The 10 Horns of Daniel 7

15 Jun
from Google Images

from Google Images

Chapter seven of Daniel tells of four Beasts. These Beasts have to do with ruling and influencing the Jewish people. They are gentile rulers and the terrible Beast of Daniel 7:7 is very strange, having ten horns. What does all this mean? Daniel wanted to know the interpretation of the vision and requested information from the angel in his vision (Daniel 7:15-16). He was told the Beasts represented kings or kingdoms. The fourth kingdom would have 10 horns, which were also kings or rulers (Daniel 7:20, 24).

I believe most commentaries on the book of Daniel agree that this fourth kingdom is Rome. However, the interpretation of the ten horns vary, but most believe they are resurrections of the Roman Empire with the Roman Catholic Papacy as the little horn that makes it all possible. I don’t go along with this interpretation for various reasons, but mainly because the interpretation has in view that Roman Catholics, and especially the Papacy, are not Christian. I think this is a very presumptuous interpretation, categorically labeling Catholics as evil and non-Christian. It not only doesn’t fit the Scriptures, it is a very unloving way to speak of one’s brethren. I don’t mean to imply the evil that was done in the history of Roman Catholicism, e.g. the Inquisition, was done by Christians. It was not. Nevertheless, Peter had predicted that false teachers would arise and rule over the flock of God. If we can believe much of the evil done was lead and/or inspired by false teachers, then we should apply the rest of Peter’s prediction, namely, that these false teachers that had gained great political power ruled also over the flock of Christ, i.e. Christians. Jesus also predicted this, saying that the way of Christ would be put in damaging light through the scandalous behavior of such evil men—who were not his people.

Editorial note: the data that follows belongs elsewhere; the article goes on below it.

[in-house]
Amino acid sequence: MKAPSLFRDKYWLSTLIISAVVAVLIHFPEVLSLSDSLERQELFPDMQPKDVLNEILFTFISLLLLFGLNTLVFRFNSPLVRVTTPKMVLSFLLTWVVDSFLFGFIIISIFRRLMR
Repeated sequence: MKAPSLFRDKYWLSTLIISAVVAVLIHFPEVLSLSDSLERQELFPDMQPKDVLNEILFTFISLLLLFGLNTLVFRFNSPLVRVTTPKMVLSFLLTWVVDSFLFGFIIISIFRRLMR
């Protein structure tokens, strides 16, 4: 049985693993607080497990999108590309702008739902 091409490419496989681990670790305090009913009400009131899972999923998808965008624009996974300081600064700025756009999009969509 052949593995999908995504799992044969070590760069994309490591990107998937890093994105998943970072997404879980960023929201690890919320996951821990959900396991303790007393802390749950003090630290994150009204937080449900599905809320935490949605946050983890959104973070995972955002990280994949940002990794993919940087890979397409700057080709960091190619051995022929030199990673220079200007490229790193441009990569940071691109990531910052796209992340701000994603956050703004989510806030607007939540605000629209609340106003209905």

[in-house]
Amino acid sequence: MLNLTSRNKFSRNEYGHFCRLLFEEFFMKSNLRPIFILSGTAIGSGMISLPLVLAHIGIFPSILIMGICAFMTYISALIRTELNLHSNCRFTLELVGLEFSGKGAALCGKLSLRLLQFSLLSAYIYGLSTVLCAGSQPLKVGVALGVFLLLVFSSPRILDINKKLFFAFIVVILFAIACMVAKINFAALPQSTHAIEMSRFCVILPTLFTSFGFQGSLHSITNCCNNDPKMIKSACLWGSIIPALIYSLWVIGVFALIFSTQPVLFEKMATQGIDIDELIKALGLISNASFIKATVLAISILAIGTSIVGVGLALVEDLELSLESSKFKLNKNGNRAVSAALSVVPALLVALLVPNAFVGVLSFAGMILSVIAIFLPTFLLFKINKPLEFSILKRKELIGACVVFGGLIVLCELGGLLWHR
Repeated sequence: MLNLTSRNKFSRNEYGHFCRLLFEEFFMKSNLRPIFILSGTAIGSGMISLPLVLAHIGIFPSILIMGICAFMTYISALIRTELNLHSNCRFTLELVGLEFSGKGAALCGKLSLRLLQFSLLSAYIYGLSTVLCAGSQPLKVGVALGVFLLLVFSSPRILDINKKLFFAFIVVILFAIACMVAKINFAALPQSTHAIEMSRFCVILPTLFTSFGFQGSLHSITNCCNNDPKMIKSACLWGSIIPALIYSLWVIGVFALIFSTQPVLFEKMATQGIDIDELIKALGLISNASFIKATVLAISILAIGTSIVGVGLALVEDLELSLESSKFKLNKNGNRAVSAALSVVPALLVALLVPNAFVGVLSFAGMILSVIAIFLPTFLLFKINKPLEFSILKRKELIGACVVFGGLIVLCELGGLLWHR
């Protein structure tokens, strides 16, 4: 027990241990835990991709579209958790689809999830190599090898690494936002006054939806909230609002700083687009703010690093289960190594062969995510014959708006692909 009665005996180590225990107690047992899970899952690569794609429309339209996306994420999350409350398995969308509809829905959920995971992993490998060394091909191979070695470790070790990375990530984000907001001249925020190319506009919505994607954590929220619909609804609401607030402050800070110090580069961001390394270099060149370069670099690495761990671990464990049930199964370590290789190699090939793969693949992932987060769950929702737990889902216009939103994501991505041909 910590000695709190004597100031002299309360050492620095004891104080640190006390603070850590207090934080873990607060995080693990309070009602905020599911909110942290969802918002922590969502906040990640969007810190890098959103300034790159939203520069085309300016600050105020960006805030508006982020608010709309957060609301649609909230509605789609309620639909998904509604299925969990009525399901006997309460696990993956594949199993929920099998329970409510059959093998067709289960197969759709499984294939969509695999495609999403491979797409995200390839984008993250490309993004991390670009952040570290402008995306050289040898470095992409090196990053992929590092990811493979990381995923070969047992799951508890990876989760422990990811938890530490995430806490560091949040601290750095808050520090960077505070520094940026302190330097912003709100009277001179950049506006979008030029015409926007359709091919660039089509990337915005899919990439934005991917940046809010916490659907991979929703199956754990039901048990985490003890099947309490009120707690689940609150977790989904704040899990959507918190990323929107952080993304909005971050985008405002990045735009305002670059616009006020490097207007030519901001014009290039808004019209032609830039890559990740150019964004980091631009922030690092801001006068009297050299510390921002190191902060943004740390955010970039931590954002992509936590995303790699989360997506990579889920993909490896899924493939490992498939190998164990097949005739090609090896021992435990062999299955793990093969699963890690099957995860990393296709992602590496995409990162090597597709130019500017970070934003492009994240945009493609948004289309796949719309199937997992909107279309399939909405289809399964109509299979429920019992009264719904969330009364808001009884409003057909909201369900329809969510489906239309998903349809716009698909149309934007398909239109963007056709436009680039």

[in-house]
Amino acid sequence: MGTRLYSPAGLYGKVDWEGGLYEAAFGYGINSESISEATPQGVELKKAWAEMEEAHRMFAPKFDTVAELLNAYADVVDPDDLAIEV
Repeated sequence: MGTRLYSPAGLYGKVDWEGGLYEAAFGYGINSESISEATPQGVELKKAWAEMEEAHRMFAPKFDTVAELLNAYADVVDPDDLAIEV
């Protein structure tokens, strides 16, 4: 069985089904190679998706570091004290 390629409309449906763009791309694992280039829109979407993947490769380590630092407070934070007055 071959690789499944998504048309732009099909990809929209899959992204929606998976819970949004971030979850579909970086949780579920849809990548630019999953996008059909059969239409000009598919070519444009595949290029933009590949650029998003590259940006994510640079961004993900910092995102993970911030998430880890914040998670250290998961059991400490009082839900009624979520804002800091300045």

Long-story-short, in reality the ten horns that grew out of the Roman Empire were the ten procurators that ruled Judea and Samaria from the times of the ministry of Jesus until the destruction of Jerusalem and the Temple in 70 AD. There were only ten of these leaders according to Josephus, and they ruled the Jews as kings. They are:

  1. Pontius Pilate – 26-35 AD (Luke 3:1; 23:1)
  2. Marcellus – 35-38 AD
  3. Marullus – 38-41 AD
  4. Cuspius Fadus – 44-46 AD
  5. Tiberius Alexander – 46-48 AD
  6. Ventidius Cumanus – 48-52 AD
  7. M. Antonius Felix – 52-59 AD (Acts 23:26-24:27)
  8. Porcius Festus – 59-61 AD (Acts 25)
  9. Albinus – 61-65 AD
  10. Gessius Florus – 65-70 AD

What can we know of these men who ruled the Jews? Daniel says their dominion was taken from them but their lives were prolonged for awhile (Daniel 7:12). That is, in most cases the king was slain if replaced before he died a natural death—not so concerning the procurators who ruled as kings in Judea. They went on living; some were banished or exiled, but none of them were executed. Festus did die in office, but this was a natural death.